In fact, according to Deloitte, “prior to the pandemic, about 20% of cyberattacks used previously unseen malware or methods. During the pandemic, the proportion has risen to 35%.” It’s clear that cybersecurity risks have increased as cyber criminals aim to take advantage of a global society’s reliance on digital technologies.
Understanding the increased threat to cyberattacks, especially in academia, should put a renewed sense of urgency and perspective on risk and the approaches we take to protect our data. As a research and educational community, everyone is working on something of value. Some datasets and projects may seem obvious as sensitive and valuable information (e.g., patient data, human research projects), while others may not be immediately obvious. The truth is, it may not be immediately clear what data a cybercriminal may be after and for what reason. The goal, then, should be to mitigate risk and protect all data.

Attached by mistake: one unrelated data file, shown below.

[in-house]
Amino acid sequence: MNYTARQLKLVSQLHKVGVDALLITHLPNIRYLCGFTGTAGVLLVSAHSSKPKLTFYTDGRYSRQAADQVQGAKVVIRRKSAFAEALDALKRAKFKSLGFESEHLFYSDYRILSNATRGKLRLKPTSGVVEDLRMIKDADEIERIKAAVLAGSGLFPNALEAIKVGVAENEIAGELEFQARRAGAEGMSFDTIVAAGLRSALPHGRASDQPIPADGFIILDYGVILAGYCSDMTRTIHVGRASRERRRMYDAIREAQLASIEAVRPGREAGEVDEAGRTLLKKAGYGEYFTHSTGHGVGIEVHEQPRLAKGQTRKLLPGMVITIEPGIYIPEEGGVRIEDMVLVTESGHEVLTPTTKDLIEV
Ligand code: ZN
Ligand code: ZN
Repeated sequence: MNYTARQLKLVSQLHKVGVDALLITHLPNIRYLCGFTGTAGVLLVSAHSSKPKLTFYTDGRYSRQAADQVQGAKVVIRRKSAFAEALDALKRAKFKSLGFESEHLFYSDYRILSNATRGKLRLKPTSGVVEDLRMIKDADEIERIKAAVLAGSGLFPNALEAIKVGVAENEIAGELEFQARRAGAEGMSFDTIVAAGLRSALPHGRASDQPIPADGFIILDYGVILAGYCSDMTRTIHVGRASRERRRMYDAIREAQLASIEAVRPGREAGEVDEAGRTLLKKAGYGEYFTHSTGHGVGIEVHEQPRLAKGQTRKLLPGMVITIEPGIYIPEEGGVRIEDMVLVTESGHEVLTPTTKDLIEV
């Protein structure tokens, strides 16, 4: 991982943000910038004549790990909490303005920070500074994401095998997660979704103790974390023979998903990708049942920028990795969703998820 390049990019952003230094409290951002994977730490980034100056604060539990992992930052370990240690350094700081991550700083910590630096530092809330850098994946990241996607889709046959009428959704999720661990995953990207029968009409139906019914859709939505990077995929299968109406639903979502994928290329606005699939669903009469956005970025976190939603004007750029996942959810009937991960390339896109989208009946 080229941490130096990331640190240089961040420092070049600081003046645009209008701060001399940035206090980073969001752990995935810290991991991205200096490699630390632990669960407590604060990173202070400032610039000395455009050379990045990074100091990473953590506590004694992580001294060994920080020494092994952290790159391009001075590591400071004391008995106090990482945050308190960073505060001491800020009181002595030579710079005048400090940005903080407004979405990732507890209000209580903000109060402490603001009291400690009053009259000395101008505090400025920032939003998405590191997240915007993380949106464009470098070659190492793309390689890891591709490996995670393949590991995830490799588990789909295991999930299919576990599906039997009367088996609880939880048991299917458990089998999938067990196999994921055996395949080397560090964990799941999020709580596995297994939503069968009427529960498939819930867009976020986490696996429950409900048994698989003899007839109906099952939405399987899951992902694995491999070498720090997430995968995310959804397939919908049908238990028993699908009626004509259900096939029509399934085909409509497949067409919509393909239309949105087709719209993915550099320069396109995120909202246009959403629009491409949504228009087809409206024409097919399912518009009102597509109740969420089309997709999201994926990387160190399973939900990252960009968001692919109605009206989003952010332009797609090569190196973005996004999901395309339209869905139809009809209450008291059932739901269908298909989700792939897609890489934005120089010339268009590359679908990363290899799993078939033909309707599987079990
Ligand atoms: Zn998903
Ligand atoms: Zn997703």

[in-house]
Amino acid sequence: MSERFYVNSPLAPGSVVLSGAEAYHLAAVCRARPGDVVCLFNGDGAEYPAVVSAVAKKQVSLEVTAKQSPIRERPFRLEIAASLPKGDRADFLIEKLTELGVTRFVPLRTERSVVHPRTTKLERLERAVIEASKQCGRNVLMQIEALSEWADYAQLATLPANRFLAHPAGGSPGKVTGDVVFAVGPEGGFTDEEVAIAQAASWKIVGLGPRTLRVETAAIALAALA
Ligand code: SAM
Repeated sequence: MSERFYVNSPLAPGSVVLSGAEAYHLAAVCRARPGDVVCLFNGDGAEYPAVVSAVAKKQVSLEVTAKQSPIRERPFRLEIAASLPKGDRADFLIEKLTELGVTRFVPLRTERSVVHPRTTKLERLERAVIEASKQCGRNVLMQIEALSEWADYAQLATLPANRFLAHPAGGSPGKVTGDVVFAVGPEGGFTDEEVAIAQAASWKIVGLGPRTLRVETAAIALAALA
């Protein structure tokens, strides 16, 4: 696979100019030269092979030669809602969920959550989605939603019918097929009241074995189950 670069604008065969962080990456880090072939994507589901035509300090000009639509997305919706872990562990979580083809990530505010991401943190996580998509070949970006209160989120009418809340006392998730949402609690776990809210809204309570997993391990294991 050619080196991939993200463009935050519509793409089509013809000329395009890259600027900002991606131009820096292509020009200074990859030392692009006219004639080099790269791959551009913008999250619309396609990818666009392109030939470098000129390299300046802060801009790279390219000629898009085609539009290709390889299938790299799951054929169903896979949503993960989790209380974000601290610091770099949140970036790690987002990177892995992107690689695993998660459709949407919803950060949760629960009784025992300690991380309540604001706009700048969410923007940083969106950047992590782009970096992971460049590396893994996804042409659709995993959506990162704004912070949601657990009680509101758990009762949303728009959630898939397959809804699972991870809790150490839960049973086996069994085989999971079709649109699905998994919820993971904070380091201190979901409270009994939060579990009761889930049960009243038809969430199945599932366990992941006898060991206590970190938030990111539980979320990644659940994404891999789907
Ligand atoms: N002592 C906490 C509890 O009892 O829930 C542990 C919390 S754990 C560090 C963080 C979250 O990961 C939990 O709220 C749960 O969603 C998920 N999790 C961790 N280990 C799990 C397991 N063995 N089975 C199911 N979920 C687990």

Most organizations have a business continuity and disaster recovery plan. Traditionally, this has entailed strategies and technologies that enabled a sub-section of the workforce to conduct their specific functions remotely. However, these plans typically did not take into account a situation, like the pandemic, that would require their entire workforce or student body to work remotely. Further, video conferencing, remote collaborative workspaces, and other solutions rapidly consumed bandwidth and slowed down the network overall. This added another layer of complexity and challenge that many were simply unprepared to address, but forced to adapt and accommodate in rapid fashion.
Additionally, many organizations relied heavily on paper-based processes prior to this wave of digital transformation. These processes restricted researchers’ ability to effectively conduct research, apply for grants, and share information, particularly when colleagues were dispersed in varying locations. Ensuring security in this new digital process has risen in priority.